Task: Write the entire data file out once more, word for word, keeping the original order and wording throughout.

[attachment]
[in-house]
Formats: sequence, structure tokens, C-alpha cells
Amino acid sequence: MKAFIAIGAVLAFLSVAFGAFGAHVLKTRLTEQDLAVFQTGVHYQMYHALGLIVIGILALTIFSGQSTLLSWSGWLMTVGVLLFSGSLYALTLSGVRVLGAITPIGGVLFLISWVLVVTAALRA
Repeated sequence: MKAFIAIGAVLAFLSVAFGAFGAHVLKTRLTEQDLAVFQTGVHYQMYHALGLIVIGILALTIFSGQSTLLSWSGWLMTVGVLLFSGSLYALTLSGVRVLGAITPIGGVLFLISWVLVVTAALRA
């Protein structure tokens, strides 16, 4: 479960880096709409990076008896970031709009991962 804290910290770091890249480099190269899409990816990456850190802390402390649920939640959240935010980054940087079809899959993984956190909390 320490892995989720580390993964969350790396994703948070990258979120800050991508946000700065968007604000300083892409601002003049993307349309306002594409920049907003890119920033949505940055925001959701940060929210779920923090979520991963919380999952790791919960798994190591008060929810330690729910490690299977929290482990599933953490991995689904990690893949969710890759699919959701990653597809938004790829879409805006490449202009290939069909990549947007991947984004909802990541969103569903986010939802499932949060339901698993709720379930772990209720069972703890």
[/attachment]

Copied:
[in-house]
Formats: sequence, structure tokens, C-alpha cells
Amino acid sequence: MKAFIAIGAVLAFLSVAFGAFGAHVLKTRLTEQDLAVFQTGVHYQMYHALGLIVIGILALTIFSGQSTLLSWSGWLMTVGVLLFSGSLYALTLSGVRVLGAITPIGGVLFLISWVLVVTAALRA
Repeated sequence: MKAFIAIGAVLAFLSVAFGAFGAHVLKTRLTEQDLAVFQTGVHYQMYHALGLIVIGILALTIFSGQSTLLSWSGWLMTVGVLLFSGSLYALTLSGVRVLGAITPIGGVLFLISWVLVVTAALRA
């Protein structure tokens, strides 16, 4: 479960880096709409990076008896970031709009991962 804290910290770091890249480099190269899409990816990456850190802390402390649920939640959240935010980054940087079809899959993984956190909390 320490892995989720580390993964969350790396994703948070990258979120800050991508946000700065968007604000300083892409601002003049993307349309306002594409920049907003890119920033949505940055925001959701940060929210779920923090979520991963919380999952790791919960798994190591008060929810330690729910490690299977929290482990599933953490991995689904990690893949969710890759699919959701990653597809938004790829879409805006490449202009290939069909990549947007991947984004909802990541969103569903986010939802499932949060339901698993709720379930772990209720069972703890």